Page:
Wednesday, November 10, 2010

Fall Break Part 2

On Friday the 29th, Erick and I caught an overnight train to Florence and by coincidence 3 of my groupmates were on the same train as us. The two of us grabbed two seats in a compartment because, frankly, all the sleeping cars were booked and they were too expensive anyway. The other 3 were in other compartments, I went to visit them once or twice, but the corridors were a little full and I was quite sleepy.

I slept on and off for some of the ride and I, with the help of the Italian man sitting across from me (who spoke little English and no German), had to schoo off many people trying to grab a seat in our full compartment. I was able to see some of the Alps when we got to the Italian side of the border, but at that point it was around 1, so I mostly just saw shapes. Really big, majestic shapes.

We arrive in Florence at 6:30 in the morning. My group mates were spending the week in Florence, so they went to their hostel to store their bags and catch a nap before going out exploring. Since Erick and I were only there for half a day at most, we decided to go out exploring and then meet back up with them for lunch before catching a bus to Siena.

Erick, who has been to Florence several times, showed me around the town. We saw the Duomo and the Sante Croche churches and walked around the old streets. It was quite nice being up so early. The air was cool, but not cold, there weren't many tourists, and we watched all the shops and street vendors setting up for the day. We also were able to see the sunrise over the Arno River, which is one of the few sunrises I've ever seen and was awesome.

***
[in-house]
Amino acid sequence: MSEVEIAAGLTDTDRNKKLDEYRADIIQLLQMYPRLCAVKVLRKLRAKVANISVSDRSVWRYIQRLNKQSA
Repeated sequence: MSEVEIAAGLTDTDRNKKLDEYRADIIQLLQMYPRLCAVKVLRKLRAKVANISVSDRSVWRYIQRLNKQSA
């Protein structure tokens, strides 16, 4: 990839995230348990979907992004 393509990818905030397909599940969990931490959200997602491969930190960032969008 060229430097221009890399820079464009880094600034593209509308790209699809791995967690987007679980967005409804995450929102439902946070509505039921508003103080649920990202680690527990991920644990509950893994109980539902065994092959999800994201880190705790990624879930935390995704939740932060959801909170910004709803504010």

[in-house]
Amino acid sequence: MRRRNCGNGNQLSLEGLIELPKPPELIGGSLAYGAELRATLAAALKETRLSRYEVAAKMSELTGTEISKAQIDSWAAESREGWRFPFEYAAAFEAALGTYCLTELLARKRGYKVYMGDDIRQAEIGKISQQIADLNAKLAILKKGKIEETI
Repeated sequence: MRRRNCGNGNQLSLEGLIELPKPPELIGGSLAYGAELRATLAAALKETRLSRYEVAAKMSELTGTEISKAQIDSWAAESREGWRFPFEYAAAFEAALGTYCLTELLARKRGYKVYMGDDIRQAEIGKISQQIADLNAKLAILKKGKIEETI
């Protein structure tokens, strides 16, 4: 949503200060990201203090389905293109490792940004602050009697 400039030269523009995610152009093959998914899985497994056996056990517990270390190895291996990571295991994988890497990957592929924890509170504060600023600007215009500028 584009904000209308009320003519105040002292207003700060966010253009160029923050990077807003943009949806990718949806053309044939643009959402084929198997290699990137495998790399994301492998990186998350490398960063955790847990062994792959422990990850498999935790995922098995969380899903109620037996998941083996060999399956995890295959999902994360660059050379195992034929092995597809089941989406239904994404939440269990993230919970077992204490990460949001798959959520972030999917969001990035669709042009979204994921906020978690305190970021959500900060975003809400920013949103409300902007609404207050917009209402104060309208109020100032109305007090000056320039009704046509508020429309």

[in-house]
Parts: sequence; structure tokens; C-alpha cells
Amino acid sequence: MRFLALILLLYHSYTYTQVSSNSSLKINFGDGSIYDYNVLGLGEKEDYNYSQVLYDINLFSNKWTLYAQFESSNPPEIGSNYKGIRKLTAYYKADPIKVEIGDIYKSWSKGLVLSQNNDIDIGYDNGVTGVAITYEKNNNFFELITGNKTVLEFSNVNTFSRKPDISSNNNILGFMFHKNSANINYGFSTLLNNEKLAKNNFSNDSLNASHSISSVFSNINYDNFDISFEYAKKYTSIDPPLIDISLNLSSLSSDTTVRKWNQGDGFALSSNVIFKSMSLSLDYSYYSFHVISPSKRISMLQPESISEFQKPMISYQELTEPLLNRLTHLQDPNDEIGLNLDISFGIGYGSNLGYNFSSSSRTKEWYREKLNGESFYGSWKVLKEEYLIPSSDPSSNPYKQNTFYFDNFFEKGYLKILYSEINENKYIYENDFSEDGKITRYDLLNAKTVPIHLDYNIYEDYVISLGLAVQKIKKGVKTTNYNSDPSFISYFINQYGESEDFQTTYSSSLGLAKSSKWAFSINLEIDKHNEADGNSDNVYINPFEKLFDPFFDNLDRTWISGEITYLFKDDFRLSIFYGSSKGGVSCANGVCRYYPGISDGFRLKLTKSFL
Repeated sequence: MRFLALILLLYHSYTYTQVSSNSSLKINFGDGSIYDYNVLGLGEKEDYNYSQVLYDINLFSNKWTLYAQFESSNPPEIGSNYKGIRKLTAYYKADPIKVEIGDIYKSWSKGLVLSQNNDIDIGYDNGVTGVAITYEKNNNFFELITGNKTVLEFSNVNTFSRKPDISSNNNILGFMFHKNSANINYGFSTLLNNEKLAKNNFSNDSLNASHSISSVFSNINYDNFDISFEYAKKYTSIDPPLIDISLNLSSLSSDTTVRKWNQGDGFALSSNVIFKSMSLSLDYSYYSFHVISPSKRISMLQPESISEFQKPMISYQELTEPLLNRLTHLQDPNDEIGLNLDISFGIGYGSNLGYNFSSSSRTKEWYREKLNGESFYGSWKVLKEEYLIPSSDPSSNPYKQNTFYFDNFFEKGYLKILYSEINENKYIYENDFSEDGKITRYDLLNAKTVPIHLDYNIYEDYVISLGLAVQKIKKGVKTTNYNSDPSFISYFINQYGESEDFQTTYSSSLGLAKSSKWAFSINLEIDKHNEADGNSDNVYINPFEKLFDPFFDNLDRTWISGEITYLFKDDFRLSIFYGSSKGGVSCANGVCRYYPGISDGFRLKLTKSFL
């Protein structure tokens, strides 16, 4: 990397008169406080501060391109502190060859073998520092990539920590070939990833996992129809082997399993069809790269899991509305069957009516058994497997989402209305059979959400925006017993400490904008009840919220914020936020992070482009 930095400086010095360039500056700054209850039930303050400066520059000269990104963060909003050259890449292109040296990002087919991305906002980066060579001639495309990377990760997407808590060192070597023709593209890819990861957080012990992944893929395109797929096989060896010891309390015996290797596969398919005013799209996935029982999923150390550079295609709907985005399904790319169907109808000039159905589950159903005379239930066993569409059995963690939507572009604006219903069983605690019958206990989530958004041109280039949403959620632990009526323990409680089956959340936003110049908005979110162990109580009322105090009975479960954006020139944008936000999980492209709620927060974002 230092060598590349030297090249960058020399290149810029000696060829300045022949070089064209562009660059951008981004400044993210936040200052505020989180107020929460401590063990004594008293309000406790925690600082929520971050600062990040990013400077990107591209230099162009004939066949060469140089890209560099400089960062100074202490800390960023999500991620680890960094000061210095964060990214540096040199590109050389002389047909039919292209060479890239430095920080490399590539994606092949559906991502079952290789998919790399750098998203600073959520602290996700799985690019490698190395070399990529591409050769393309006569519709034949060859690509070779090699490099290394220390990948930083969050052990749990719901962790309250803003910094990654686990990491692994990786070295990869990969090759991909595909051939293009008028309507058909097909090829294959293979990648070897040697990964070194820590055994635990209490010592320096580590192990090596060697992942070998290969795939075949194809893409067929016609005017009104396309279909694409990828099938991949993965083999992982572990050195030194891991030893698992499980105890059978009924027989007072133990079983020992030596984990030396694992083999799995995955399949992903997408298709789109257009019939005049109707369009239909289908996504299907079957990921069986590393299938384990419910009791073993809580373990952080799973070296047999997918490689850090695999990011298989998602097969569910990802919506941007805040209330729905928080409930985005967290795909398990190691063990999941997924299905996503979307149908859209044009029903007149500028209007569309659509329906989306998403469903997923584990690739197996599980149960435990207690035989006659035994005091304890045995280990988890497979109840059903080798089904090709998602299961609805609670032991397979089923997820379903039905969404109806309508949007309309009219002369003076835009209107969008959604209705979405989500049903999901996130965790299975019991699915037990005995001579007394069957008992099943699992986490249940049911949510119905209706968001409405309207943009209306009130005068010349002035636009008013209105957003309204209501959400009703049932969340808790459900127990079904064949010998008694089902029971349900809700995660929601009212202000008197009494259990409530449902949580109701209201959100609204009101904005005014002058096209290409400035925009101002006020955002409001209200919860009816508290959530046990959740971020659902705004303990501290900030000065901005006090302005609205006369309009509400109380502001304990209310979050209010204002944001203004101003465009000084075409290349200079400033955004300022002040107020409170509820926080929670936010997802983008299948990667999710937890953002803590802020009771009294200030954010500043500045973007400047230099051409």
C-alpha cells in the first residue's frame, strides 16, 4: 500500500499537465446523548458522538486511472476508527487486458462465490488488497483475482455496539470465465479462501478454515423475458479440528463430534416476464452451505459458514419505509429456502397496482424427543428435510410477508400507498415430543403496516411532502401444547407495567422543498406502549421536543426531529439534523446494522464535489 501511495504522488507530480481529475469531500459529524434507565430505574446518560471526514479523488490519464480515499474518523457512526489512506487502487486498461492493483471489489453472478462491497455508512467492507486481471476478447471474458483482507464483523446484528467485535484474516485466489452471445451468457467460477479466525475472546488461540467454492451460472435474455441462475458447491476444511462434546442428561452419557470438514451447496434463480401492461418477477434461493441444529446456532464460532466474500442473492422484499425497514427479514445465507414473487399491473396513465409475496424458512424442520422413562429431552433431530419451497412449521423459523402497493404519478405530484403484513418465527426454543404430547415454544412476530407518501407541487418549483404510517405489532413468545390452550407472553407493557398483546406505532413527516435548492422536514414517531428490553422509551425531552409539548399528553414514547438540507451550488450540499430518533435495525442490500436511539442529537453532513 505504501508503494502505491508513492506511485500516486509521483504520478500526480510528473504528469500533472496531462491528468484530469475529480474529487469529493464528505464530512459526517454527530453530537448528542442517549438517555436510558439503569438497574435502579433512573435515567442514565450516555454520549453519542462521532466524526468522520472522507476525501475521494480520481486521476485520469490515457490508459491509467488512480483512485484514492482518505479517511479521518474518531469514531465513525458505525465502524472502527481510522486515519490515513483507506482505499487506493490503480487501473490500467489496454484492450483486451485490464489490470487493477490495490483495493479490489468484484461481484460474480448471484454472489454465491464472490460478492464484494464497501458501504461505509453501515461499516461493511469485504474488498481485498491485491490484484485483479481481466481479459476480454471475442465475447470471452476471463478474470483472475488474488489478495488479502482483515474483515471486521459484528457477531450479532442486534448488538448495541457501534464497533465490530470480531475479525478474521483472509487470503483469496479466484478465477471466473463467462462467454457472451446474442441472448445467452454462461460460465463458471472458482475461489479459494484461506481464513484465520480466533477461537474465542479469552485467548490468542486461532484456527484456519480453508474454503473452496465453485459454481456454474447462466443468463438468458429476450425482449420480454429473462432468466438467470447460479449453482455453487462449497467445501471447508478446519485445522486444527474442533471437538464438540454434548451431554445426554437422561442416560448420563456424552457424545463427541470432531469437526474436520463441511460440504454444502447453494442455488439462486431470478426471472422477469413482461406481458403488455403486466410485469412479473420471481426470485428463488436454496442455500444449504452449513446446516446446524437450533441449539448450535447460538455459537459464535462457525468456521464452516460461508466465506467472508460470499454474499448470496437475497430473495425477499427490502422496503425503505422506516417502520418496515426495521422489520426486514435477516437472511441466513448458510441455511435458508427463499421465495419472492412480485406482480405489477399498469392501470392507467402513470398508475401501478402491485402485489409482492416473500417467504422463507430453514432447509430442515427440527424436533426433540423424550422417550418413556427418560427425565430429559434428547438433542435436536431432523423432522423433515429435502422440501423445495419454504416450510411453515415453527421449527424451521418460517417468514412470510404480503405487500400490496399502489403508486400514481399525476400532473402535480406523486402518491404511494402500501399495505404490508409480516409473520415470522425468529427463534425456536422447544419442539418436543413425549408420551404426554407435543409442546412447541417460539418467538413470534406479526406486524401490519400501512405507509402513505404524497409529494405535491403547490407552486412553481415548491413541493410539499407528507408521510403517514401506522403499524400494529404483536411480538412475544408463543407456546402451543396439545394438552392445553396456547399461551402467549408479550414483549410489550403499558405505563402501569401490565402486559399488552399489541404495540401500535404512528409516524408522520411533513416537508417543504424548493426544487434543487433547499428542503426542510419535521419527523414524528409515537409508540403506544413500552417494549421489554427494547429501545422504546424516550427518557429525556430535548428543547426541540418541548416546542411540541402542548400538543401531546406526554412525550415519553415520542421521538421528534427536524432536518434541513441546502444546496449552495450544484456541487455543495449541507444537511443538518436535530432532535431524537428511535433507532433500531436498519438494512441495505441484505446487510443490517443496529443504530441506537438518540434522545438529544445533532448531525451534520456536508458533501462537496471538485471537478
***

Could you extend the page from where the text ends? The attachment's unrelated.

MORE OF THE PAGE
The famous cathedral and dome in Florence
Around 10:30 we started getting tired of lugging our duffel bags around with us (there were no lockers to be found in the train station), so Florence was starting to lose its appeal. Before we made out way back to our meeting place, however, we stopped in a small cafe to grab an espresso and it was probably the worst espresso I've ever had. And I'm including Starbucks and McDonald's in that. We watched her prep the shot, by which I mean she didn't bother wiping down the dispenser after the last shot she pulled. Being baristas it was thoroughly horrifying for us. Go figure I would have the worst espresso of my life in Italy.

There was some pretty interesting street art and graffiti throughout the city. I'm going to attach a link to my online photo album of this trip and I took a few photos of the things we saw. You should be able to navigate from there to the other albums of this trip.

I called the others around 11 and they were still in bed, so Erick and I hopped on the next bus to Siena, which took about and hour and a half (and through which I slept after thinking I could stay up to see the Tuscan countryside, haha). I checked into my hotel right outside the city wall, settled in, and then met up with Erick again to get my bearings in the city.

We did a general walk around and I learned the basics of what to look for to find myself again (il campo, the duomo, the main street). The rest of the trip (of 3 days) was spent walking around in the rain seeing the sites around the city and thoroughly enjoying being in a place completely different from Munich. I love Munich but it was so refreshing to be in a city like Siena. Its small with small, winding streets, interesting churches, stucco walls, and tiny, fascinating niches all throughout. Munich is definitely a big, modern city in comparison. There was an outcropping on one of the taller hills of the city (JEEZ that place is hilly!), which looked out into Tuscany and offered a great view of a garden/farm at the base of the city. I could have stayed up there for hours.